16 Dec How to Align Your Values With Your Money
Hi, it’s your Hendershott Wealth Management team, and last week we jumped feet-first into this idea of behavioral finance.
Your feelings can have a profound impact on how you invest, spend, and act or react with your money.
It’s human nature to care deeply about what happens to our money.
The challenge is knowing what we believe to be true – and what we want to be right about ourselves and the world – is what we value.
Aligning your money with your values is a good step toward greater financial success.
Doug Lennick, CFP®, in his book titled, Financial Intelligence, How to Make Smart, Values-Based Decisions with Your Money and Your Life, believes, as do we, that when we pair our money with our values re, we have a much higher chance of succeeding in accomplishing our financial goals.
It may be easy to recall a time when you made a money decision that wasn’t aligned with your values.
When we make financial decisions disconnected from our values, it’s a textbook setup for regret.
That’s why aligning your money habits with your values is the best way to protect your financial future from money mistakes.
A question we received after part 1 of this series is “I know why I need to align my money with my values, but how do I do that?”
How to Align Your Money With Your Values
To align your money with your values, follow these steps…
Step 1: Get clear on your personal values.
Take some time to think about your values. Ask yourself, “What is most important to me in life?” Or go here to go through the Values Exercise.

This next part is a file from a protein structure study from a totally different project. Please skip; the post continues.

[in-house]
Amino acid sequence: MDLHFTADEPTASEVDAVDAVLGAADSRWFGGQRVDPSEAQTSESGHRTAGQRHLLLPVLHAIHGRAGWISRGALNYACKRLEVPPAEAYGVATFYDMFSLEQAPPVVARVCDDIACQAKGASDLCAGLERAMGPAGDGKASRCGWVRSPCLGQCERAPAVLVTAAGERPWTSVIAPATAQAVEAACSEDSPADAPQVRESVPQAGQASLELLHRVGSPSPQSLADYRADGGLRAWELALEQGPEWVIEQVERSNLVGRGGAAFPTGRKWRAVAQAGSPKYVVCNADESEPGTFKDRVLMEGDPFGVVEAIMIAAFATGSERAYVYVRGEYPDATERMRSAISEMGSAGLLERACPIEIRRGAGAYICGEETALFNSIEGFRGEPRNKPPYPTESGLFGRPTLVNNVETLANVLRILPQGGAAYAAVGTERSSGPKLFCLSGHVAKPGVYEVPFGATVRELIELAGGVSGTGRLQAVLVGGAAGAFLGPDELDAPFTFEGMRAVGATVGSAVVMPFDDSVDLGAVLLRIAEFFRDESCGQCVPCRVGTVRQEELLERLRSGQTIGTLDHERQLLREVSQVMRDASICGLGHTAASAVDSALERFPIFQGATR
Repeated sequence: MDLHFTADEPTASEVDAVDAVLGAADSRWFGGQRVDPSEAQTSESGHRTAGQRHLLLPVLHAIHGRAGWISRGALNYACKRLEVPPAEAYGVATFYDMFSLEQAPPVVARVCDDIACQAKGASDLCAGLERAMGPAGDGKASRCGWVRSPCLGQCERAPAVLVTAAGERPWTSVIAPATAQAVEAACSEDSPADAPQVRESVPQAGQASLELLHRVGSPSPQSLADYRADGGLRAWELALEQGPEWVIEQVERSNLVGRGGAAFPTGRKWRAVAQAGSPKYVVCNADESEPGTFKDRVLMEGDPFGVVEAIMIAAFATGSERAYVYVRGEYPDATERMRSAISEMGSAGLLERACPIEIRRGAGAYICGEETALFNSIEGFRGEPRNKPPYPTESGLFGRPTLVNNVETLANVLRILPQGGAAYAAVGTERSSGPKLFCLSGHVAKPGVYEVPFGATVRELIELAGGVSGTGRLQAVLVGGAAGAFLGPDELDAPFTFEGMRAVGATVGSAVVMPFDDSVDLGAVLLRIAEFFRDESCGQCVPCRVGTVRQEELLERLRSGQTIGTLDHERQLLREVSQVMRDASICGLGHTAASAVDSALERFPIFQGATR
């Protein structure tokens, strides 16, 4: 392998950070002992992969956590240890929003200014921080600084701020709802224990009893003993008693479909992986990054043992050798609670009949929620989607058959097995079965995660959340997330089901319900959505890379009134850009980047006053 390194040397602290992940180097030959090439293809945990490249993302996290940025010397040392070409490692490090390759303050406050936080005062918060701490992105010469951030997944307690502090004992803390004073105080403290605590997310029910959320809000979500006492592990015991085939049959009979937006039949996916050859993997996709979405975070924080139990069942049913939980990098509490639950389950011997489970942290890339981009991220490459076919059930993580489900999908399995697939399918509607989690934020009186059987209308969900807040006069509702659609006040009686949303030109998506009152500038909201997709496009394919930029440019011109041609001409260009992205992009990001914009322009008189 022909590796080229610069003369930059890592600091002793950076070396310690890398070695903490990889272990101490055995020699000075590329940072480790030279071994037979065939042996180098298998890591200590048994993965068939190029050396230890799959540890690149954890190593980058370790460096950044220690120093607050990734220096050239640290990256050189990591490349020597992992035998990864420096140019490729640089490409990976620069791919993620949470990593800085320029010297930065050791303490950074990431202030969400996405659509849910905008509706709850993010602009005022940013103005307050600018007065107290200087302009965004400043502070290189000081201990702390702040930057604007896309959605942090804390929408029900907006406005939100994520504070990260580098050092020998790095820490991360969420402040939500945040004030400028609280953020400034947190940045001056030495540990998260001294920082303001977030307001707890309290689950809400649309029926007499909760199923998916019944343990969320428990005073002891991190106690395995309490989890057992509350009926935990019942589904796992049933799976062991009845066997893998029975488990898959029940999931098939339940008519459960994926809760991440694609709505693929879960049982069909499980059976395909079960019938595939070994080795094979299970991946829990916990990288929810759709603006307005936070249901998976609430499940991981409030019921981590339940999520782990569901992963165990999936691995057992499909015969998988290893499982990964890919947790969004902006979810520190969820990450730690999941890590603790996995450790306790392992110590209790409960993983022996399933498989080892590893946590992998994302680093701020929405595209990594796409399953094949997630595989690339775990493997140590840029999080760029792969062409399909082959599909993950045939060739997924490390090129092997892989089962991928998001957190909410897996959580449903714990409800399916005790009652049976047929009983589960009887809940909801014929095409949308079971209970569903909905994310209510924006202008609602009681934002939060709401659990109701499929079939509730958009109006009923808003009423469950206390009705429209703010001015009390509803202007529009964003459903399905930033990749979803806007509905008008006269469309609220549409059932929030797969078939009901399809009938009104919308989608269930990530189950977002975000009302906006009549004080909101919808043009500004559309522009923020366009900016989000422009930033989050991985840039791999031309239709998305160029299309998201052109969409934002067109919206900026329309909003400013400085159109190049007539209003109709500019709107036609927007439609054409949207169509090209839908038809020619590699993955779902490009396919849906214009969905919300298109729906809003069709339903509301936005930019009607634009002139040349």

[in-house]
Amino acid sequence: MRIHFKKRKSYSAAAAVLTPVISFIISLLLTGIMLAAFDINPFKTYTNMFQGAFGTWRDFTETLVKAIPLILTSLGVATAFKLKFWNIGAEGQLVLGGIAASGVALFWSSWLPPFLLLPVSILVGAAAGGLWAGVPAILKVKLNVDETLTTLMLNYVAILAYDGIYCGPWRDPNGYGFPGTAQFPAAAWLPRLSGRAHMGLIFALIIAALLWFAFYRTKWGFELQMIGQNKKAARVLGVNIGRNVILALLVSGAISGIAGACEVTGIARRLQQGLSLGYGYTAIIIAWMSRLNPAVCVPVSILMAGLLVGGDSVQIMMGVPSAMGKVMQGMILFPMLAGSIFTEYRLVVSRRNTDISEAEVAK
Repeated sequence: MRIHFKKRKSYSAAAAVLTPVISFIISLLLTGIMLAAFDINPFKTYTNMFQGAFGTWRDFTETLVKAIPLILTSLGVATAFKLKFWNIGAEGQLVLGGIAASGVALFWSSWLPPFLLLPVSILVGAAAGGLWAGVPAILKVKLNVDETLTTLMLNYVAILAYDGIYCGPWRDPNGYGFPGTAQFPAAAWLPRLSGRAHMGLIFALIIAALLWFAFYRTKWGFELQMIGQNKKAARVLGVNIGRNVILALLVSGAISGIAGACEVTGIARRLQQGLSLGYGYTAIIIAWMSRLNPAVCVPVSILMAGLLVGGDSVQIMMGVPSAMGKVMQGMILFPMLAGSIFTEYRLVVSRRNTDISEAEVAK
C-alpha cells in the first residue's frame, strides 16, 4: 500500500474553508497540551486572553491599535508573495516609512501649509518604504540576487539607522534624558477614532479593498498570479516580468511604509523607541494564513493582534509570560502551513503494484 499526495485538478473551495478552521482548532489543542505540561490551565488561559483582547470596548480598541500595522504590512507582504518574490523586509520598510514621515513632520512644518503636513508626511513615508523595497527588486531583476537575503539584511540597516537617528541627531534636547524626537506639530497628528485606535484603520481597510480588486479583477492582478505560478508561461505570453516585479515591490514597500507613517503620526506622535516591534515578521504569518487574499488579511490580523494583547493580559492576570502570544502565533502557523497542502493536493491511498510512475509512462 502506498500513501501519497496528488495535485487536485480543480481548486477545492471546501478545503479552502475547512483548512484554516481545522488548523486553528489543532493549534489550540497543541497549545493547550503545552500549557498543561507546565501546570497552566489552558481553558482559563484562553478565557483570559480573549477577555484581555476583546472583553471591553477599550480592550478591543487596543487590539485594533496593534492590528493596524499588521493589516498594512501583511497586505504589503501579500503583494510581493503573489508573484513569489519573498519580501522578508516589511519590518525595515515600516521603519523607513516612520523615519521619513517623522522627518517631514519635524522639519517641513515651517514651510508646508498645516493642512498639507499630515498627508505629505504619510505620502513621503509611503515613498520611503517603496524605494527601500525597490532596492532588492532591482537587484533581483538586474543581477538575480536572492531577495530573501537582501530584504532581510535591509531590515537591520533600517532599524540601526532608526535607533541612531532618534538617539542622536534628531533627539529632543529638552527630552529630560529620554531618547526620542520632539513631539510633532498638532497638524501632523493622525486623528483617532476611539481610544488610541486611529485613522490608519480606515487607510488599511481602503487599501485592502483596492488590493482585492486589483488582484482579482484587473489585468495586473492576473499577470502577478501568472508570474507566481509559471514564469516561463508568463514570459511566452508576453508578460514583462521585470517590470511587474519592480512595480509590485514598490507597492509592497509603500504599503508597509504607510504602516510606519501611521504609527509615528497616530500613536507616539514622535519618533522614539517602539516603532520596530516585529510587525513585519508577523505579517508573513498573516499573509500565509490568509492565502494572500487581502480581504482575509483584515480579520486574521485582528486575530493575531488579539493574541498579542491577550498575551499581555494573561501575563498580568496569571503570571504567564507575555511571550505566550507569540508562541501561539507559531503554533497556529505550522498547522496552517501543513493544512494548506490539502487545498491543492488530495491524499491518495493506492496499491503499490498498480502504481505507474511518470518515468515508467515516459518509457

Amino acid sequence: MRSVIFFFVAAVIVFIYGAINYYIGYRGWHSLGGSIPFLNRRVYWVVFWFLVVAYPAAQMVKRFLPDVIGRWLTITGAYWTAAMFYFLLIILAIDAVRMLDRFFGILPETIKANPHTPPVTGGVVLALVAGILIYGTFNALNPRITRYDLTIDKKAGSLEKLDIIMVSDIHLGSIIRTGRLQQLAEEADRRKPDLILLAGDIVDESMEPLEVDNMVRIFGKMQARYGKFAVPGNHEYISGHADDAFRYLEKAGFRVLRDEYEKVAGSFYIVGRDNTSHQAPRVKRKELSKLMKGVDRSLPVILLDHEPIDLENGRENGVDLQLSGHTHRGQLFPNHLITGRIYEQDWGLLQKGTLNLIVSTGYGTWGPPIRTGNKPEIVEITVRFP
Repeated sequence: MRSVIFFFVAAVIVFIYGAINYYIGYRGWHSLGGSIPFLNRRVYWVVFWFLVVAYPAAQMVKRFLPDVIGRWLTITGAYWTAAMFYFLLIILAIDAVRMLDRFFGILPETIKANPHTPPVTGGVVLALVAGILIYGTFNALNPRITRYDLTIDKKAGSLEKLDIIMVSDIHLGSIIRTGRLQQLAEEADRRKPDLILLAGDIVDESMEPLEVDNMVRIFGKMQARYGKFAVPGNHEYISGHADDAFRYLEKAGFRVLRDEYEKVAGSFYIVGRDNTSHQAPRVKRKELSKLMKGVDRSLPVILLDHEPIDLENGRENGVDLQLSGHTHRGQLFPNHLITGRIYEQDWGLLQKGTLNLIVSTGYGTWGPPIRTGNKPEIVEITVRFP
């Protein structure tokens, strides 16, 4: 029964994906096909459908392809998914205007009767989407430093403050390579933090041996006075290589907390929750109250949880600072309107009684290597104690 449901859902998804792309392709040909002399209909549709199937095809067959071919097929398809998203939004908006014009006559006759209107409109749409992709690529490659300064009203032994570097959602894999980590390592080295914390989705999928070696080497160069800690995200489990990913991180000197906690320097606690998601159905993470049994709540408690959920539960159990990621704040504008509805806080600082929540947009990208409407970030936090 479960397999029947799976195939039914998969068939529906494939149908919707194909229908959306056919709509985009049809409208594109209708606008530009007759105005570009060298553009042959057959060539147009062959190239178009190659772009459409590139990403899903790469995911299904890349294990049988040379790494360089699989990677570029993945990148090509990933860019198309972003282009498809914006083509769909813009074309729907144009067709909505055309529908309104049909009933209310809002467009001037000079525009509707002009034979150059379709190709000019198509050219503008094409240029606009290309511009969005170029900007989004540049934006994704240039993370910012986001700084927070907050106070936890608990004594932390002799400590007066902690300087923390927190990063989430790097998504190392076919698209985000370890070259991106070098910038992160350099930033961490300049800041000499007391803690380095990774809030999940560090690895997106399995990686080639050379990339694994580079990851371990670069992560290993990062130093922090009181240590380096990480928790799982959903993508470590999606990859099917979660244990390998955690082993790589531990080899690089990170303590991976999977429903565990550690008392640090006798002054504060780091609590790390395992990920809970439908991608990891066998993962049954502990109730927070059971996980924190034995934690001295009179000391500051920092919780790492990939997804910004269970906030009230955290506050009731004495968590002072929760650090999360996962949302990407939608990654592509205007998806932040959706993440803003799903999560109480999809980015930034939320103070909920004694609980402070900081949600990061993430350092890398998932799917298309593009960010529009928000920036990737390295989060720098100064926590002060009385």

You could also use a piece of paper or notes app on your phone to write down your values.
If you have a partner, ask them to go through the exercise and write down their values and share your values with each other. It may be eye-opening to understand your partner’s values as they relate to their historical spending patterns!
Step 2: Keep your list near you and visible.
How do you remind yourself of your values? It may sound like an odd question, but with your new list detailing what matters most to you, there may be a new realization.
- “I didn’t realize contributing to meaningful work was something I really want to be a part of.”
- “I DO love adventure and traveling more than I did a few years ago.”
- “I’m so excited because I now know that financial security is one of my top values.”
Having your values list posted on your bathroom mirror or as your phone’s locked screen background is a helpful reminder.
If you’re a Post-It person, like some of us are, you can write down one of your values on each note and post those notes throughout your home, car, and workspace.
Step 3: Filter every financial decision through your values.
Are you ready to make a big purchase or investment? How do you know it’s the right choice for you right now?
You likely have some emotion tied to that decision.
This is where you circle back to your values list. Take a few deep breaths, identify the emotion, and decide if that action fulfills on any of your values.
We are emotional creatures – it’s easy to be emotional – it takes more for us to be logical.
Your list will help your brain protect your heart.
Step 4: Make smarter financial choices.
When you apply your values to every financial decision, you can make better decisions without regret.
The path to being financially successful lies in embracing these steps and living and acting in alignment with your values.
Yes, it may take some time to build these new habits and ways of thinking about your money. That said, through neuroplasticity we can make new and productive habits.
If you stay committed, you have the opportunity to rewire negative habits into healthier habits that will support you in making financial decisions that are in your best long-term financial interest.
Whether it’s having a nest egg for your retirement, saving for your dream vacation in Italy, retiring early, or simply enjoying the same life you have right now with greater peace of mind, living in alignment with your values may be one of your best investments.
What may be more difficult to know is what to do when tough financial times are on the horizon.
We’ll cover that uncertainty in the third and final part of our Behavioral Finance series coming soon.
To your prosperity,
Your Hendershott Wealth Management team